For example, here's an important (and, frankly, amazing) line:
(9) Fully fund, install and utilize the seven components of the health care fraud-control strategy explained by Dr. Malcolm Sparrow in his publication titled "License to Steal: How Fraud Bleeds America's Health Care System" and a minimum of ten percent of our state's health care funds will be saved from fraud. Dr. Sparrow, Professor in the School of Government at Harvard University, is our nation's recognized authority on health care fraud.I found it singularly interesting that we would have a peice of legislation that committed the State of Delaware to creating a fraud-control system based specifically on one book, no matter how prestigious the author.
So I cast around and found a copy of the book. (Order one yourself.)
The good news: Dr. Malcolm K. Sparrow is in fact one of our nation's recognized authorities on health care fraud.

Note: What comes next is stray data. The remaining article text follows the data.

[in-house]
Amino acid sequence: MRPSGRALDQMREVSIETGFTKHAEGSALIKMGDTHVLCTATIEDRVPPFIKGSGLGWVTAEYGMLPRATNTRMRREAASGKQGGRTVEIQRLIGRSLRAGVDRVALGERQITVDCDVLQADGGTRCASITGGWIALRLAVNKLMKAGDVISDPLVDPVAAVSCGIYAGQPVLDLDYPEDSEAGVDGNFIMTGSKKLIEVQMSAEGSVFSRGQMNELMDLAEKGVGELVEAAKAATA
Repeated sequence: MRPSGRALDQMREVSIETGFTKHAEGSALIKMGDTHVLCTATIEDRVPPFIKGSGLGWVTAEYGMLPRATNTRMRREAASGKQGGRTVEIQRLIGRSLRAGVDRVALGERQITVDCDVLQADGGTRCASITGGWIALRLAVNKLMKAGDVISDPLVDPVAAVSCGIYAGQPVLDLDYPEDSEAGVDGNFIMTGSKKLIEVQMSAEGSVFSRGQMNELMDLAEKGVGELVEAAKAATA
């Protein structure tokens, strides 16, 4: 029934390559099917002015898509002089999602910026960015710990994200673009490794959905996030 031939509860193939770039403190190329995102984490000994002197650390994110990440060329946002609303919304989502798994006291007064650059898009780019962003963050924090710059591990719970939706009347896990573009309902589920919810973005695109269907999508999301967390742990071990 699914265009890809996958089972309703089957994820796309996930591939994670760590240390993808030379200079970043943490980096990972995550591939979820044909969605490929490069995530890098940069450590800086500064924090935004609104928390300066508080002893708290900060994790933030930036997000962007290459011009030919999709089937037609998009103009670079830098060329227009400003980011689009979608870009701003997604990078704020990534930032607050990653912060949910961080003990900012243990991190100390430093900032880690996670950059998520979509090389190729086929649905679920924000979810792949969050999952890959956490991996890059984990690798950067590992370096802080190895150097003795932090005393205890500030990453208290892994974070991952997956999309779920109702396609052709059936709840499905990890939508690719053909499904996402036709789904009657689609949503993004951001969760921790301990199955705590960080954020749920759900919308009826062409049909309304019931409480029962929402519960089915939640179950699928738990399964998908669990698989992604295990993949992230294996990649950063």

The bad news:
1. The system he describes is theoretical, has never been attempted before, and the book is--by its own admission--an inadequate guide to building such a system.
2. Even Dr. Sparrow does not know how much such a system would cost.
3. The system was designed specifically for implementation by private insurers rather than use in a single-payer environment.
4. The system requires, to be functional, at least two years of paperwork history on the providers submitting bills through it. Which means that in implementing it as a new system in Delaware, it would be a full two years before it could function.
5. And, finally, as other health care fraud experts would point out, nobody is rushing to implement Dr. Sparrow's recommendations en masse; other experts like parts of his program, but also point out different elements from different sources, or problems with implementing his model.
It is pretty much the height of irresponsibility for Mr. Kowalko, Mr. Jaques, and Mr. Crane (remember his short-lived advocacy of single-payer before he scrubbed his campaign website) to introduce legislation with crap like this in it, even if they are merely pretending to "start a conversation."
But it's also what we've come to expect.